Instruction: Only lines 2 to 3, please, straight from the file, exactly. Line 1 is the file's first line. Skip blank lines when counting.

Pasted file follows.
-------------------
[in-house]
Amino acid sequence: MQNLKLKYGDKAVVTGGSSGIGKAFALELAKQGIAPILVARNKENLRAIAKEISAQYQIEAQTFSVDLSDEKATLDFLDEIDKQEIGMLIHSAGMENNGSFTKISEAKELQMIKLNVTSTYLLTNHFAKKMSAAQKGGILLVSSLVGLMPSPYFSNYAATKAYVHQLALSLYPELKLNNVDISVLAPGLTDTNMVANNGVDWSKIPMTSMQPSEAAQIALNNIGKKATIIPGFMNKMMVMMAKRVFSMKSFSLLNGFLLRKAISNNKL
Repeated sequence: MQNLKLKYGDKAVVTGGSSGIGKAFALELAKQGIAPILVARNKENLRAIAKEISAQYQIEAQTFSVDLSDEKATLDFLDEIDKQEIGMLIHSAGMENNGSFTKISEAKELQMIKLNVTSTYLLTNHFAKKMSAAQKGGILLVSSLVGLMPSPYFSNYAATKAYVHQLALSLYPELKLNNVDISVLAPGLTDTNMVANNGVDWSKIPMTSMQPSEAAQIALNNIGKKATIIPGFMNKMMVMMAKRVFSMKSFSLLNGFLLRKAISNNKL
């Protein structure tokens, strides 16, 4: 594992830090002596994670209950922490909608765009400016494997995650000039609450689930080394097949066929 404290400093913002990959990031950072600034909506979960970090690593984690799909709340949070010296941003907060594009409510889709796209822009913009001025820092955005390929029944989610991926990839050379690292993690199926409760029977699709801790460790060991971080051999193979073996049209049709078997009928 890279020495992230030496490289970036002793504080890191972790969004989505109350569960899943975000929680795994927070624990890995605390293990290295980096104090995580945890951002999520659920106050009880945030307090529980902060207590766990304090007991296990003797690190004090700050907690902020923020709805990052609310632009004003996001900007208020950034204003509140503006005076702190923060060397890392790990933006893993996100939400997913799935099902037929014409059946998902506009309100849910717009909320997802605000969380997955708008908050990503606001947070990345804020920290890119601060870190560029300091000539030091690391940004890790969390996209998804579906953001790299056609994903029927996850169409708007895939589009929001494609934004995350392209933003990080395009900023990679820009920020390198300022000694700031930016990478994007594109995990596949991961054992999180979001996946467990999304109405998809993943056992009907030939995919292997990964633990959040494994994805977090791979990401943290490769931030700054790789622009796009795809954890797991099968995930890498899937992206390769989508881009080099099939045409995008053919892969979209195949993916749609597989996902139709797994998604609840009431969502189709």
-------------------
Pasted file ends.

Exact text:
Amino acid sequence: MQNLKLKYGDKAVVTGGSSGIGKAFALELAKQGIAPILVARNKENLRAIAKEISAQYQIEAQTFSVDLSDEKATLDFLDEIDKQEIGMLIHSAGMENNGSFTKISEAKELQMIKLNVTSTYLLTNHFAKKMSAAQKGGILLVSSLVGLMPSPYFSNYAATKAYVHQLALSLYPELKLNNVDISVLAPGLTDTNMVANNGVDWSKIPMTSMQPSEAAQIALNNIGKKATIIPGFMNKMMVMMAKRVFSMKSFSLLNGFLLRKAISNNKL
Repeated sequence: MQNLKLKYGDKAVVTGGSSGIGKAFALELAKQGIAPILVARNKENLRAIAKEISAQYQIEAQTFSVDLSDEKATLDFLDEIDKQEIGMLIHSAGMENNGSFTKISEAKELQMIKLNVTSTYLLTNHFAKKMSAAQKGGILLVSSLVGLMPSPYFSNYAATKAYVHQLALSLYPELKLNNVDISVLAPGLTDTNMVANNGVDWSKIPMTSMQPSEAAQIALNNIGKKATIIPGFMNKMMVMMAKRVFSMKSFSLLNGFLLRKAISNNKL